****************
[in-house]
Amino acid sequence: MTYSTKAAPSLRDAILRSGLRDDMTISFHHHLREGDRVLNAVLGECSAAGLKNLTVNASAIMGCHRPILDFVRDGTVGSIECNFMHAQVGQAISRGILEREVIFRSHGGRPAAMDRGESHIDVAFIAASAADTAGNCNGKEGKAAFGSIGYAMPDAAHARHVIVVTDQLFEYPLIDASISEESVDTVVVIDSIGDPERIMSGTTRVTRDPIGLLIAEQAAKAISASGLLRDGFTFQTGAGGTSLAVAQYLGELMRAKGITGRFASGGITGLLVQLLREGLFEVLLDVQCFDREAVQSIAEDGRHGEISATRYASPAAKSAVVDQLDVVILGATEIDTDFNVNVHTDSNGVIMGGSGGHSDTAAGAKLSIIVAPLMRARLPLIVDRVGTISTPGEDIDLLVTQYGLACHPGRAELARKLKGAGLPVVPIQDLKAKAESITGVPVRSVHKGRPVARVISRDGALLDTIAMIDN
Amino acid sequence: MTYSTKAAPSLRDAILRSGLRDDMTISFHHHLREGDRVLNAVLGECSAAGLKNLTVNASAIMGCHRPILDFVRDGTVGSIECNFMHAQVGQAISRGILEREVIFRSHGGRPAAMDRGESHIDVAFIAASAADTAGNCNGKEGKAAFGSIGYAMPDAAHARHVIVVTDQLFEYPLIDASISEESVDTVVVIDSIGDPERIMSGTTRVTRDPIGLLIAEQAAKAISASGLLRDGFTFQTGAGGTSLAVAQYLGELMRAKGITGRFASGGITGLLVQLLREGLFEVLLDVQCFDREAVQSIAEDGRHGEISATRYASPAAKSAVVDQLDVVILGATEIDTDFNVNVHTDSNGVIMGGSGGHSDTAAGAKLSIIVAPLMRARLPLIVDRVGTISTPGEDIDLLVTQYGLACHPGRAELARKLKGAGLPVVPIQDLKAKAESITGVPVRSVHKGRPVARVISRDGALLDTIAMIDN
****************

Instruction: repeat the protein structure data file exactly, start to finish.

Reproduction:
[in-house]
Amino acid sequence: MTYSTKAAPSLRDAILRSGLRDDMTISFHHHLREGDRVLNAVLGECSAAGLKNLTVNASAIMGCHRPILDFVRDGTVGSIECNFMHAQVGQAISRGILEREVIFRSHGGRPAAMDRGESHIDVAFIAASAADTAGNCNGKEGKAAFGSIGYAMPDAAHARHVIVVTDQLFEYPLIDASISEESVDTVVVIDSIGDPERIMSGTTRVTRDPIGLLIAEQAAKAISASGLLRDGFTFQTGAGGTSLAVAQYLGELMRAKGITGRFASGGITGLLVQLLREGLFEVLLDVQCFDREAVQSIAEDGRHGEISATRYASPAAKSAVVDQLDVVILGATEIDTDFNVNVHTDSNGVIMGGSGGHSDTAAGAKLSIIVAPLMRARLPLIVDRVGTISTPGEDIDLLVTQYGLACHPGRAELARKLKGAGLPVVPIQDLKAKAESITGVPVRSVHKGRPVARVISRDGALLDTIAMIDN
Amino acid sequence: MTYSTKAAPSLRDAILRSGLRDDMTISFHHHLREGDRVLNAVLGECSAAGLKNLTVNASAIMGCHRPILDFVRDGTVGSIECNFMHAQVGQAISRGILEREVIFRSHGGRPAAMDRGESHIDVAFIAASAADTAGNCNGKEGKAAFGSIGYAMPDAAHARHVIVVTDQLFEYPLIDASISEESVDTVVVIDSIGDPERIMSGTTRVTRDPIGLLIAEQAAKAISASGLLRDGFTFQTGAGGTSLAVAQYLGELMRAKGITGRFASGGITGLLVQLLREGLFEVLLDVQCFDREAVQSIAEDGRHGEISATRYASPAAKSAVVDQLDVVILGATEIDTDFNVNVHTDSNGVIMGGSGGHSDTAAGAKLSIIVAPLMRARLPLIVDRVGTISTPGEDIDLLVTQYGLACHPGRAELARKLKGAGLPVVPIQDLKAKAESITGVPVRSVHKGRPVARVISRDGALLDTIAMIDN